Yesterday, Joss Whedon’s ex-wife, Kai Cole, wrote a gutting letter alleging that Whedon spent two decades lying to her about multiple affairs and using his self-purported feminism as a shield against criticism and scrutiny. Like many women I’ve spoken to, I was sad, but not shocked—maybe a little embarrassed I hadn’t looked more closely at some very clear problems in his work. I love Buffy and Firefly and Dr. Horrible in particular, and I love many of the women characters on Whedon’s shows and what they stand for. I have also been outspoken about the utter bullshit that is Angel’s moment of true happiness being a goddamn orgasm—pleasure, fine, but happiness?—which is to say I’m at least occasionally clear-eyed about Whedon’s work. I’ve been critical, but not nearly as critical as others, like the women of color who have repeatedly pointed out that in Buffy, the first slayer is a black woman depicted as a savage, and her powers are forced upon her by a group of white men against her consent. I am also pretty confident that while straight white men can be great allies in toppling the patriarchy, they will never be the Buffy leading the battle. So why have so few white geek-feminists pried open the cracks in Whedon’s work?
In 2013, Whedon spoke at an Equality Now fundraiser, one of several times over the past decade or so. Whedon spends nearly a quarter-hour picking apart the word “feminist” and why he hates it—in particular, the –ist, which he calls unnatural, something we learn, or something that comes to us. Noah Berlatsky at The Atlantic was one of many who raised an eyebrow at the speech, saying, “This is a speech about the word ‘feminist,’ but there are no feminists in the speech.”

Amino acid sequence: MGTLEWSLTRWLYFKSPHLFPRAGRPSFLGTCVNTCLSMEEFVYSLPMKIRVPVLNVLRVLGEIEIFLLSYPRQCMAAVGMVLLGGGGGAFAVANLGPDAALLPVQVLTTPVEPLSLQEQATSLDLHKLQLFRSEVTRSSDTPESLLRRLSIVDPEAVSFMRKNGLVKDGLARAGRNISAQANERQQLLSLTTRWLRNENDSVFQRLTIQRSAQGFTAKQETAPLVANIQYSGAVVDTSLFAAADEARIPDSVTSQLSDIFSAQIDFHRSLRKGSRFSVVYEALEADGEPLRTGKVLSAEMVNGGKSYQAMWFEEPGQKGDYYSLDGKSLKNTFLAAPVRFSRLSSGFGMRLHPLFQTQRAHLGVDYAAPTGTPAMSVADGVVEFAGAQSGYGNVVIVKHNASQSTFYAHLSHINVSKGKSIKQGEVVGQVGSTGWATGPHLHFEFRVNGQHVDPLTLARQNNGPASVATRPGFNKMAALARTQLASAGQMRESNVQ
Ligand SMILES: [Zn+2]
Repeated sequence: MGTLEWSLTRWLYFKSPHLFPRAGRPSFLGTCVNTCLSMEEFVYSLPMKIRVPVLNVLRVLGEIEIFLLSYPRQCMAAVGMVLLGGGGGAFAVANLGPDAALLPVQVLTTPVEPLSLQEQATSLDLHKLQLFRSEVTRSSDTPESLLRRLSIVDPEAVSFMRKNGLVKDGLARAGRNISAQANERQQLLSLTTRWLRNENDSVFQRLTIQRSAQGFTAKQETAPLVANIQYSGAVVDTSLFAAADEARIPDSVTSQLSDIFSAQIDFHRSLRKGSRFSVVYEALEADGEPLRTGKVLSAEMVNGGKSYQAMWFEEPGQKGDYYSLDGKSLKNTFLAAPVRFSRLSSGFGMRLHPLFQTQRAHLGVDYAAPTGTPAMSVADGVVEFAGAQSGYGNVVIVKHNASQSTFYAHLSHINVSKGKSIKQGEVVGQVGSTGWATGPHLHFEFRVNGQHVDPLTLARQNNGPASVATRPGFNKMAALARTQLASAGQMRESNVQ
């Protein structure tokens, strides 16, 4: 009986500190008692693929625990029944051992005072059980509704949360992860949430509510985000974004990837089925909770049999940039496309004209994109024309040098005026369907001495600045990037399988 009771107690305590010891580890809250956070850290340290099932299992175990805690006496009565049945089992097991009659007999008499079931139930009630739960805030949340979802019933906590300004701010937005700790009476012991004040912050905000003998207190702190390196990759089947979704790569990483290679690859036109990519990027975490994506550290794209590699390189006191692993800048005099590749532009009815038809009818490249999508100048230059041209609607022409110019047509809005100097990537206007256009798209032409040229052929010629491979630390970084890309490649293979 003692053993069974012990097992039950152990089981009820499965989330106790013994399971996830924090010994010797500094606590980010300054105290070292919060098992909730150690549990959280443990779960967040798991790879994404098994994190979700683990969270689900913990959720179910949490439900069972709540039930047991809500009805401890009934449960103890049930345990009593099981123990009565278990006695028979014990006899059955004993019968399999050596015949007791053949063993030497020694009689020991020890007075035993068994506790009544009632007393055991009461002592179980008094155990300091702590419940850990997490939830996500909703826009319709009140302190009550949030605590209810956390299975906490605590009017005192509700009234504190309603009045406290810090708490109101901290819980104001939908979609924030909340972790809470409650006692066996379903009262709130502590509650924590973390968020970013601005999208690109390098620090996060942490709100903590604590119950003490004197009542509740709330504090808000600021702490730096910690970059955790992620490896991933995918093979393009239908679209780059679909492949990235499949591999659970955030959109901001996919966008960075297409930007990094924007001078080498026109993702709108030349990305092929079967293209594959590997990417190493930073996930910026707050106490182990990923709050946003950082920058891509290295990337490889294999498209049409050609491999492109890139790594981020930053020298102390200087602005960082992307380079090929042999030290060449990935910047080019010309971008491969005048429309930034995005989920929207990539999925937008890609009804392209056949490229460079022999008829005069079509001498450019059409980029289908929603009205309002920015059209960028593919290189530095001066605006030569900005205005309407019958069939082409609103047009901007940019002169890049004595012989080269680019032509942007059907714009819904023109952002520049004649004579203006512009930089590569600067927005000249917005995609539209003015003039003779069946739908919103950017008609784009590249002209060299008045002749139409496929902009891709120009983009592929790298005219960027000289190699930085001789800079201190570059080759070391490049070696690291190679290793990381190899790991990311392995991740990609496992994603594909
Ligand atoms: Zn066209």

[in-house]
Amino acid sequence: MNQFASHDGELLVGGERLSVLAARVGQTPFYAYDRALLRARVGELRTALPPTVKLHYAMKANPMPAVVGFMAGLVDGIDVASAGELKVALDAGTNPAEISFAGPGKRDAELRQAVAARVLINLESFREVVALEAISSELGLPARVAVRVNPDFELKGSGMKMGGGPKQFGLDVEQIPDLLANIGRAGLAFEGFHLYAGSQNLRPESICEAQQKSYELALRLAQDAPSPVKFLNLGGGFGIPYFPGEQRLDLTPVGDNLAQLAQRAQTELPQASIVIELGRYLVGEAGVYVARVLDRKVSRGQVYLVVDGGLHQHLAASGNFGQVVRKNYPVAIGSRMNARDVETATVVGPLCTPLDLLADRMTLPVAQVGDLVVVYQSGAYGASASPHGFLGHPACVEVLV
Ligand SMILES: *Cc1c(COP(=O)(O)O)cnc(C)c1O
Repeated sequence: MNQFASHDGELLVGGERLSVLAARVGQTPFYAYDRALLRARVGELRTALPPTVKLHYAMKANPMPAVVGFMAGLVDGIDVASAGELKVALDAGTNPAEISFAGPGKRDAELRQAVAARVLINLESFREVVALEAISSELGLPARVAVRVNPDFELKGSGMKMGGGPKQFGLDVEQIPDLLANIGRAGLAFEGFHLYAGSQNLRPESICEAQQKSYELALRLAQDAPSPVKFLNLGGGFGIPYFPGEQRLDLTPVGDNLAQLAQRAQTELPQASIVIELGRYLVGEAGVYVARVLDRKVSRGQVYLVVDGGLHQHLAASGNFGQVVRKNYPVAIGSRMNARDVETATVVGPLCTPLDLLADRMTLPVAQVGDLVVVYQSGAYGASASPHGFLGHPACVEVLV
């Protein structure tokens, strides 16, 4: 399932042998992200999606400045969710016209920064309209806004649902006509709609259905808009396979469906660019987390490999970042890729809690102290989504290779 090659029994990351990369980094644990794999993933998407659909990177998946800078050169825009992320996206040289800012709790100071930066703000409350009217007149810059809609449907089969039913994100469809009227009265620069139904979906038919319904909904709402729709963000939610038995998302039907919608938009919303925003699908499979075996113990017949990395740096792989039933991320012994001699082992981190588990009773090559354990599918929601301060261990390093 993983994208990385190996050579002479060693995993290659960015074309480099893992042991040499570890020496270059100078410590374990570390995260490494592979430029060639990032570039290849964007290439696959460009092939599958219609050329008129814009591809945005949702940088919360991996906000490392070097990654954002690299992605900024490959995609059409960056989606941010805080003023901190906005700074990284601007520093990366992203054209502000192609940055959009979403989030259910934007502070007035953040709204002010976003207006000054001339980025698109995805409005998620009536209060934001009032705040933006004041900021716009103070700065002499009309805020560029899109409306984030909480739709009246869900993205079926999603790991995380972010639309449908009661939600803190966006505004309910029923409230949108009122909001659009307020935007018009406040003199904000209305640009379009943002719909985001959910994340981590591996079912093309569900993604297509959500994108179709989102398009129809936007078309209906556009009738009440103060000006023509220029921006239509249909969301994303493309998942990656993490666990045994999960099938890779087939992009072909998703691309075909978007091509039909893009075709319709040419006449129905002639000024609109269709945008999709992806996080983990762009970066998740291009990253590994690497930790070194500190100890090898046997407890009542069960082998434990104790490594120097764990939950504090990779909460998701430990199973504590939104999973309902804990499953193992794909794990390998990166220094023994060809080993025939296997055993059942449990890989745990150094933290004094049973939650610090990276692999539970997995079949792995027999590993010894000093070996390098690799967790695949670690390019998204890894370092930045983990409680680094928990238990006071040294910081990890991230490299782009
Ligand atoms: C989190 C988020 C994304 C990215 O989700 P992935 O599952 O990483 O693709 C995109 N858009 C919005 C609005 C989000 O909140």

The speech is emblematic of the kind of performative feminism that Whedon’s being accused of. He bulldozes over the fact that, for better or worse, feminism is an –ism. And despite his self-deprecating jokes and satisfyingly barbed nicknames (he suggests referring to misogynists as “pathetic prehistoric rage-filled inbred assclowns”), he doesn’t get to change that. According to Cole’s letter, Whedon’s view of feminism is that it’s simply a list of grievances and inequalities, one that he can overcome with a few great female television characters. And even those characters—like Buffy’s slayerettes or Firefly’s sex worker Inara—are still largely written for the male gaze.
Whedon manipulated the meaning of a word—calling himself a feminist without really understanding what feminism was—and he manipulated his wife. (Whedon has responded to Cole’s accusations with a statement: “While this account includes inaccuracies and misrepresentations which can be harmful to their family, Joss is not commenting, out of concern for his children and out of respect for his ex-wife.”) The problem of manipulative men is well known to women, and that’s why it’s so easy to believe Cole. If you’ve been in an emotionally abusive relationship or otherwise been manipulated by a man you trust, Cole’s letter will sound real fucking familiar. It’s hard to realize you’re being manipulated by somebody you trust—you trust them, that’s kind of the point—and the moment of realization is simultaneously empowering and depleting. You finally see the truth, and the truth punches you in the nose.